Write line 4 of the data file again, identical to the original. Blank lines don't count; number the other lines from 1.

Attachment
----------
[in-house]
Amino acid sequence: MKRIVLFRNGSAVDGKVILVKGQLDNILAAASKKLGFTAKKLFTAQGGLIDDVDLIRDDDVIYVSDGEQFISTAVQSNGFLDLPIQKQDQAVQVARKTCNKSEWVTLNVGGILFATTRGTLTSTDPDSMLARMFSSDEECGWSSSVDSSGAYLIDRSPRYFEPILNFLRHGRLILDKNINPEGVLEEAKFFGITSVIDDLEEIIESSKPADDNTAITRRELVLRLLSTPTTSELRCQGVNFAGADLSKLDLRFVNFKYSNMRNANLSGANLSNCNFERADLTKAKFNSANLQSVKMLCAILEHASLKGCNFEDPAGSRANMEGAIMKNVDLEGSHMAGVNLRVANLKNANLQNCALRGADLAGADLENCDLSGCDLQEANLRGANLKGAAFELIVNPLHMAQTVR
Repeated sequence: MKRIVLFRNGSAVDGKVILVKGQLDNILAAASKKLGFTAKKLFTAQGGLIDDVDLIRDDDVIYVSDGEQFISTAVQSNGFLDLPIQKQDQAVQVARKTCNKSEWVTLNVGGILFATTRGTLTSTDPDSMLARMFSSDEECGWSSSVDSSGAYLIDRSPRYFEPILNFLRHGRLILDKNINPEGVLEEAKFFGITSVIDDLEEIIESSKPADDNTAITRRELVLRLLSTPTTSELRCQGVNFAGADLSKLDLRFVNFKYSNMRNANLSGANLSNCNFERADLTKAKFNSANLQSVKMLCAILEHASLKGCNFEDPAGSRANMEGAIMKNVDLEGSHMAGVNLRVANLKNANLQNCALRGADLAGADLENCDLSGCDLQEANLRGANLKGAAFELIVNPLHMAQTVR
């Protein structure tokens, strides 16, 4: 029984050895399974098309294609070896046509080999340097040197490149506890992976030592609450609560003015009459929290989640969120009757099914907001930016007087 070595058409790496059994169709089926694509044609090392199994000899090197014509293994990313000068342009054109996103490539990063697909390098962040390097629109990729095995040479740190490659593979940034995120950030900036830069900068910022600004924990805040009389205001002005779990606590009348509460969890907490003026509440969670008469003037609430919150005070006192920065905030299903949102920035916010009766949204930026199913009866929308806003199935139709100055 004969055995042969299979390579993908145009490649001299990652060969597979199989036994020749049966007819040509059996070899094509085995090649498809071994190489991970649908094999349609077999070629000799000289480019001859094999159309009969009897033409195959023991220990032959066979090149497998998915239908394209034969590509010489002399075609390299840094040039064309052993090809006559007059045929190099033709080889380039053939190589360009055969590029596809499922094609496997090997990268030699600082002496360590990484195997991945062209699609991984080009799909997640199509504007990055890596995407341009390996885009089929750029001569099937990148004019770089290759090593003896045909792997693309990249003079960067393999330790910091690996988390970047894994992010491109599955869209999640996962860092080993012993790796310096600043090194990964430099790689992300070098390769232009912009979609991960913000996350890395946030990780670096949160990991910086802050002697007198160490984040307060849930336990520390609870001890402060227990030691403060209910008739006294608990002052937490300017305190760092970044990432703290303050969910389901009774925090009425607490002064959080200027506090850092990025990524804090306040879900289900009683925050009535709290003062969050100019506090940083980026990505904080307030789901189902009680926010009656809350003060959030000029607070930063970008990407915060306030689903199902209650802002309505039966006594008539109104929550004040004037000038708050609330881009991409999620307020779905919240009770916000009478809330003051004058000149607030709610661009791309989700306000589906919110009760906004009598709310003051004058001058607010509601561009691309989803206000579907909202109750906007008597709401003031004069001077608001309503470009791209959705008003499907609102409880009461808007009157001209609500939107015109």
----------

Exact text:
């Protein structure tokens, strides 16, 4: 029984050895399974098309294609070896046509080999340097040197490149506890992976030592609450609560003015009459929290989640969120009757099914907001930016007087 070595058409790496059994169709089926694509044609090392199994000899090197014509293994990313000068342009054109996103490539990063697909390098962040390097629109990729095995040479740190490659593979940034995120950030900036830069900068910022600004924990805040009389205001002005779990606590009348509460969890907490003026509440969670008469003037609430919150005070006192920065905030299903949102920035916010009766949204930026199913009866929308806003199935139709100055 004969055995042969299979390579993908145009490649001299990652060969597979199989036994020749049966007819040509059996070899094509085995090649498809071994190489991970649908094999349609077999070629000799000289480019001859094999159309009969009897033409195959023991220990032959066979090149497998998915239908394209034969590509010489002399075609390299840094040039064309052993090809006559007059045929190099033709080889380039053939190589360009055969590029596809499922094609496997090997990268030699600082002496360590990484195997991945062209699609991984080009799909997640199509504007990055890596995407341009390996885009089929750029001569099937990148004019770089290759090593003896045909792997693309990249003079960067393999330790910091690996988390970047894994992010491109599955869209999640996962860092080993012993790796310096600043090194990964430099790689992300070098390769232009912009979609991960913000996350890395946030990780670096949160990991910086802050002697007198160490984040307060849930336990520390609870001890402060227990030691403060209910008739006294608990002052937490300017305190760092970044990432703290303050969910389901009774925090009425607490002064959080200027506090850092990025990524804090306040879900289900009683925050009535709290003062969050100019506090940083980026990505904080307030789901189902009680926010009656809350003060959030000029607070930063970008990407915060306030689903199902209650802002309505039966006594008539109104929550004040004037000038708050609330881009991409999620307020779905919240009770916000009478809330003051004058000149607030709610661009791309989700306000589906919110009760906004009598709310003051004058001058607010509601561009691309989803206000579907909202109750906007008597709401003031004069001077608001309503470009791209959705008003499907609102409880009461808007009157001209609500939107015109």